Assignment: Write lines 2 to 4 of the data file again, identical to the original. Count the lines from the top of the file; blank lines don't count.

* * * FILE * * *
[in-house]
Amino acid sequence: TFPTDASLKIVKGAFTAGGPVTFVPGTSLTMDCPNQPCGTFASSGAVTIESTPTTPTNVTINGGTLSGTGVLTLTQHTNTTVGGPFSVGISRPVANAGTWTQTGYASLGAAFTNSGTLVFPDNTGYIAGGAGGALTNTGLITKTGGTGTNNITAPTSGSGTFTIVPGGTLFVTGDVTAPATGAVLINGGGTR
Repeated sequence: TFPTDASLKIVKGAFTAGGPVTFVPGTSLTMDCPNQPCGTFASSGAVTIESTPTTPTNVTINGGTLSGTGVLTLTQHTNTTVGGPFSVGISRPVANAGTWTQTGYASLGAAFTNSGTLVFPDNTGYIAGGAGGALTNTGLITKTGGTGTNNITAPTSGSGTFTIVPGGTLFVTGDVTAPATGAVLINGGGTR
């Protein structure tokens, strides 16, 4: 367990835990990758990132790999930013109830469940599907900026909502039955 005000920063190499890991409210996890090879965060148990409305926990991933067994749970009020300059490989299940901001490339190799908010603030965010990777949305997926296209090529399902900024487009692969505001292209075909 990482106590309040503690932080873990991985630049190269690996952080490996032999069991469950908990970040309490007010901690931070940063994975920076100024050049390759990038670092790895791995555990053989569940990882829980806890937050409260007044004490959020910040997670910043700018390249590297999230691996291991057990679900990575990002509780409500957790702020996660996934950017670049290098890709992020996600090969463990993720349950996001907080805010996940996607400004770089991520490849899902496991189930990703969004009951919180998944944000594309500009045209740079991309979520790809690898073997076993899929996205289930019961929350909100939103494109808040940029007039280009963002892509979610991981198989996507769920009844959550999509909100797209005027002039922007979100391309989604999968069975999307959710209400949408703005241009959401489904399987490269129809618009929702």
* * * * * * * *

Amino acid sequence: TFPTDASLKIVKGAFTAGGPVTFVPGTSLTMDCPNQPCGTFASSGAVTIESTPTTPTNVTINGGTLSGTGVLTLTQHTNTTVGGPFSVGISRPVANAGTWTQTGYASLGAAFTNSGTLVFPDNTGYIAGGAGGALTNTGLITKTGGTGTNNITAPTSGSGTFTIVPGGTLFVTGDVTAPATGAVLINGGGTR
Repeated sequence: TFPTDASLKIVKGAFTAGGPVTFVPGTSLTMDCPNQPCGTFASSGAVTIESTPTTPTNVTINGGTLSGTGVLTLTQHTNTTVGGPFSVGISRPVANAGTWTQTGYASLGAAFTNSGTLVFPDNTGYIAGGAGGALTNTGLITKTGGTGTNNITAPTSGSGTFTIVPGGTLFVTGDVTAPATGAVLINGGGTR
């Protein structure tokens, strides 16, 4: 367990835990990758990132790999930013109830469940599907900026909502039955 005000920063190499890991409210996890090879965060148990409305926990991933067994749970009020300059490989299940901001490339190799908010603030965010990777949305997926296209090529399902900024487009692969505001292209075909 990482106590309040503690932080873990991985630049190269690996952080490996032999069991469950908990970040309490007010901690931070940063994975920076100024050049390759990038670092790895791995555990053989569940990882829980806890937050409260007044004490959020910040997670910043700018390249590297999230691996291991057990679900990575990002509780409500957790702020996660996934950017670049290098890709992020996600090969463990993720349950996001907080805010996940996607400004770089991520490849899902496991189930990703969004009951919180998944944000594309500009045209740079991309979520790809690898073997076993899929996205289930019961929350909100939103494109808040940029007039280009963002892509979610991981198989996507769920009844959550999509909100797209005027002039922007979100391309989604999968069975999307959710209400949408703005241009959401489904399987490269129809618009929702």